by William Willimon
Dr. Willimon, a Century editor at large, is minister to the university and professor of the practice of Christian ministry at Duke University, Durham, North Carolina.
This article appeared in the Christian Century, March 2, 1983, pp. 173-174. Copyright by The Christian Century Foundation; used by permission. Current articles and subscription information can be found at www.christiancentury.org. This material was prepared for Religion Online by Ted and Winnie Brock.
We, like Peter, still find it inordinately difficult to believe that the Christ of Easter is the same Son of man who must suffer, be rejected and killed. Even more than Peter, we resist the notion that the cross is the definition of what it means to follow Jesus.
And he began to teach them that the Son of man must suffer many things, and be rejected . . . and be killed [Mark 8:31].
When Jesus asks, “Who do men say that I am?” Peter’s hand is the first to go up. “You are the Christ,” he answers. Among all the others, he is here the disciple who understands. He looks at Jesus and sees the Messiah, on his way to Jerusalem to claim his crown.
But then Jesus’ next words strike like a tolling bell. “And he began to teach them that the Son of man must suffer . . . and be rejected . . . and be killed.” And Peter, who only a moment earlier was so sure of what he knew, is thrown back into confusion. And so are we.
How is it that the church, like Peter, can answer Jesus’ question correctly and still be wrong? “You are the Christ!” we shout. This is no small insight. Some look at Jesus and see only the Baptist with his fierce preaching, or old Elijah, or one of the prophets. But we see him for who he really is: the Christ, the Anointed One, the Savior. Then the bright moment of confession and revelation darkens as the storm clouds gather and we stumble behind him toward the Passion. He picks up his cross and urges a cross upon us as well. Striking at the heart of our expectations for easy deliverance come the words suffer, rejected, killed.
As the worship committee of my church made plans for Lent and Easter this year, I noted that we minimized Ash Wednesday and Good Friday, but planned big for Easter Sunday. We, like Peter, still find it inordinately difficult to believe that the Christ of Easter is the same Son of man who must suffer, be rejected and killed. Even more than Peter, we resist the notion that the cross is the definition of what it means to follow Jesus.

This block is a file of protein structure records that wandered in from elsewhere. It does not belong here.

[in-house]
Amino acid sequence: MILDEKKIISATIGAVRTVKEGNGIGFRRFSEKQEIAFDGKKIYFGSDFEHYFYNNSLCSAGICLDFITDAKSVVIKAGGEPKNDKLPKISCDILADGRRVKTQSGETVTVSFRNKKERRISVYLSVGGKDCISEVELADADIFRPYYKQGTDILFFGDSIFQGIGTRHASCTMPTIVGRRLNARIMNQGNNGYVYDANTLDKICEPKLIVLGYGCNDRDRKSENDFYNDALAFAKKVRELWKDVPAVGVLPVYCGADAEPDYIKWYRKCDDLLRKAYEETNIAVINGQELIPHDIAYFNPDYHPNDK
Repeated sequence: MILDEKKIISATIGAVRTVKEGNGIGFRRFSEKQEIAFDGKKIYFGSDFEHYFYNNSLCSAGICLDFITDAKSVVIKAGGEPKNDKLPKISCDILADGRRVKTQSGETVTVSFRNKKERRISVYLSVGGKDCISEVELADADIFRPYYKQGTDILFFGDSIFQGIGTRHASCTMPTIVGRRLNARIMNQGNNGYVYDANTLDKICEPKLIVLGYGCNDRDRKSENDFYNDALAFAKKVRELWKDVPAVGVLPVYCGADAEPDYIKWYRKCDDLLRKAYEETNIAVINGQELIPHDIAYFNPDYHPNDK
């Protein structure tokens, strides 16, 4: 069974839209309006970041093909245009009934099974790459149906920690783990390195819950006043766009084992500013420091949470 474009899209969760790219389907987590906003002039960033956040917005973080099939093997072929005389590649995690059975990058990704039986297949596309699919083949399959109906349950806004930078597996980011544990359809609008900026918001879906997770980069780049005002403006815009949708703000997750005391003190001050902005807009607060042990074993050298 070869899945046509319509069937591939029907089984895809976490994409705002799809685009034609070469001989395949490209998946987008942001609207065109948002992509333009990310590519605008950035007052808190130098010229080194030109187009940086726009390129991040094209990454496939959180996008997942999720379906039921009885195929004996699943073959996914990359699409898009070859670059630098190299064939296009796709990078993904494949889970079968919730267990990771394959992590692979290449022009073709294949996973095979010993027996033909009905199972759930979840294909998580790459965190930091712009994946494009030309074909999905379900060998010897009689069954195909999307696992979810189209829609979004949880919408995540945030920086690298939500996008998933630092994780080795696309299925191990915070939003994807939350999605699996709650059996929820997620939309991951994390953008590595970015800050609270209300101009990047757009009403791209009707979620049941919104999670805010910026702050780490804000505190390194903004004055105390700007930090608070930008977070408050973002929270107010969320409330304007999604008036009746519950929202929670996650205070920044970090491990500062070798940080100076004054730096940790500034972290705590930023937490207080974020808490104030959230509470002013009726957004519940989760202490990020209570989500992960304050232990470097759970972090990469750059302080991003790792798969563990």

To help us avoid the cross, our theologies first minimize our participation in evil, and then inflate our possibilities for goodness. Evil is explained away as a temporary disorder of personality or a quirk in the political system. Sinfulness, personal or corporate, is but a matter of maladjustment that can be cured through some minor psychological or sociological tinkering — I’m O.K. and you’re O.K. and the Department of Health and Human Services will make our community a nice place to live. Unable to be obedient or courageous, we are content to be decent. Don’t worry about what is good; it’s enough simply to do what works. Jesus was an idealist who lived 2,000 years ago in a dusty, prescientific sort of place, whereas I must adjust to Greenville, South Carolina, and keep up my car payments.
Must the confrontation with evil be as harsh as the eighth chapter of Mark depicts it to be? Must the alternatives be laid out so sharply? Do our timidity and good will deserve such a fierce rebuke? After all, we are only trying to keep good people from getting hurt. We are only trying to protect the innocent.
If we or Peter follow Jesus to the cross, you can be sure that we will be protesting all the way. Here is a path nobody wants to take, a burden no balanced person would willingly assume. Our shoulders are too weak to carry such a load.
The doctor spared few words. “Your baby is afflicted with Down’s Syndrome, mongoloidism. I had expected this, but things were too far along before I could say for sure.”
“Is the baby healthy?” she asked.
“That’s what I wanted to discuss with you,” the doctor said. “The baby is healthy — except for the problem. However, it does have a slight, rather common respiratory ailment. My advice is that you let me take it off the respirator — that might solve things. At least, it’s a possibility.”
“It’s not a possibility for us,” they said together.
“I know how you feel,” responded the doctor. “But you need to think about what you’re doing. You already have two beautiful kids. Statistics show that people who keep these babies risk a higher incidence of marital stress and family problems. Is it fair to do this to the children you already have? Is it right to bring this suffering into your family?”
At the mention of “suffering” I saw her face brighten, as if the doctor were finally making sense.
“Suffering?” she said quietly. “We appreciate your concern, but we’re Christians. God suffered for us, and we will try to suffer for the baby, if we must.”
“Pastor, I hope you can do something with them,” the doctor whispered to me outside their door as he continued his rounds.
Two days later, the doctor and I watched the couple leave the hospital. They walked slowly, carrying a small bundle; but it seemed a heavy burden to us, a weight on their shoulders. We felt as if we could hear them dragging, clanking it down the front steps of the hospital, moving slowly but deliberately into a cold, gray March morning.
“It will be too much for them,” the doctor said.
“You ought to have talked them out of it. You should have helped them to understand.”
But as they left, I noticed a curious look on their faces; they looked as if the burden were not too heavy at all, as if it were a privilege and a sign. They seemed borne up, as if on another’s shoulders, being carried toward some high place the doctor and I would not be going, following a way we did not understand.